Hospital Care for the Uninsured in Miami-Dade County

Hospital Finance and Patient Travel Patterns

by Catherine A. Jackson, Kathryn Pitkin Derose, James Chiesa, Jose J. Escarce


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One-quarter of the population in Miami Dade County, Florida, lacks health insurance, a fraction well above the national average. To address the problem of financing health care for the uninsured, a surtax on sales was approved by Miami-Dade County voters to help support the activities of the county's sole public health-care facility, Jackson Memorial Hospital (JMH). Recently it has been suggested that surtax revenues should be distributed across a wider range of institutions that also provide uncompensated care. This study examines the extent to which uncompensated care is provided by hospitals other than JMH, and whether the greater access to surtax-funded care at JMH might cause patients to pass up facilities much nearer to their homes and travel long distances for care. The report concludes that Miami-Dade County should consider finding ways to reduce the number of uninsured persons in the county; revisit the financing of health care for the indigent; examine the role of community benefits in the county and their impact on the provision of indigent care; and monitor the dynamics of hospital-care provision in the county.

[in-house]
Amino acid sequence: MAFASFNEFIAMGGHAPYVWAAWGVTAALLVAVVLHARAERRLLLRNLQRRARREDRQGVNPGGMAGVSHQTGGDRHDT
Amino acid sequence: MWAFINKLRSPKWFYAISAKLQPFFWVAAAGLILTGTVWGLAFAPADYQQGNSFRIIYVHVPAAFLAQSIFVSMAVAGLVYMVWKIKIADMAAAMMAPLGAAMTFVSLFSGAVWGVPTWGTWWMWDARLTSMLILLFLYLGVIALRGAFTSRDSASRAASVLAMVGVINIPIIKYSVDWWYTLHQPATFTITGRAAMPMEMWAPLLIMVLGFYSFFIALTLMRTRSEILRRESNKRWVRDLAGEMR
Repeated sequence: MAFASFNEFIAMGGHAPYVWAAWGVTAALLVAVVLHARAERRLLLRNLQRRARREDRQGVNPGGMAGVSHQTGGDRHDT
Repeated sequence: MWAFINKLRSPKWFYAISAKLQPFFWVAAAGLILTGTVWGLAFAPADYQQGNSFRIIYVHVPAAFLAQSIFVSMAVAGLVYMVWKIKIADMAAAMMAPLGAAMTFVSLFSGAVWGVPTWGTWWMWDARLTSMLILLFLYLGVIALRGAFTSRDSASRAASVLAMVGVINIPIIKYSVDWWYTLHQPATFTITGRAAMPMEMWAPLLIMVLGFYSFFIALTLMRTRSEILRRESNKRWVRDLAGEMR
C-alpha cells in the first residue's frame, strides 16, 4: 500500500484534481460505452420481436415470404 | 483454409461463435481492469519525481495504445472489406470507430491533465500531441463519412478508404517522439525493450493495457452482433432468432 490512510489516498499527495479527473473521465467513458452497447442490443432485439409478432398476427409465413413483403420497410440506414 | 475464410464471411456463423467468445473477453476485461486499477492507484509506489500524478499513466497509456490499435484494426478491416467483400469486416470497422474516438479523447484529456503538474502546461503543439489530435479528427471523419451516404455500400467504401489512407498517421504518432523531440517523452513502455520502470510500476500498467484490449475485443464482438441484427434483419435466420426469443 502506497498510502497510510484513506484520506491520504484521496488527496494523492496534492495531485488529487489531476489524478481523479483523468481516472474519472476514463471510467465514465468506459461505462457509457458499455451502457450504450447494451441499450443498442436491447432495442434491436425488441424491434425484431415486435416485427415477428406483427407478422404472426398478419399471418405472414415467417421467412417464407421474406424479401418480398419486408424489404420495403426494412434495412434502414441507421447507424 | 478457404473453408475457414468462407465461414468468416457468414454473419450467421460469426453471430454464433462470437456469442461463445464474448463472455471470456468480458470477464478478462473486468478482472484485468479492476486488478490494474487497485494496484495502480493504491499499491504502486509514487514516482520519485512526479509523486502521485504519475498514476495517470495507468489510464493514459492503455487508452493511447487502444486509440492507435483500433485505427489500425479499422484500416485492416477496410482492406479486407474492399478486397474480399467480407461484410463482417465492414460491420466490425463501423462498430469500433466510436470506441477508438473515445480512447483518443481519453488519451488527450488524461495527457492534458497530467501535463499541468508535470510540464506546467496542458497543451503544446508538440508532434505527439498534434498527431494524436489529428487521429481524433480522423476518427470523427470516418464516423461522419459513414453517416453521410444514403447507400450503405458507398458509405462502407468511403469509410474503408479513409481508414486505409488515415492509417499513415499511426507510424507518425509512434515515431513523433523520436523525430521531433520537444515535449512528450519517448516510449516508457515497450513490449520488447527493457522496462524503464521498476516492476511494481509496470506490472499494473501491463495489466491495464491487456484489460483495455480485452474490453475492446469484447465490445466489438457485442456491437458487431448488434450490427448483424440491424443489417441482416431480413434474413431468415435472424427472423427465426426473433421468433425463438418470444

Table of Contents

  • Preface

  • Figures

  • Tables

  • Summary

  • Acknowledgements


  • Chapter One


  • Chapter Two


  • Chapter Three

    Distribution of Uncompensated Care

  • Chapter Four

    Geographic Access to Care

  • Chapter Five


  • Appendix

  • Bibliography

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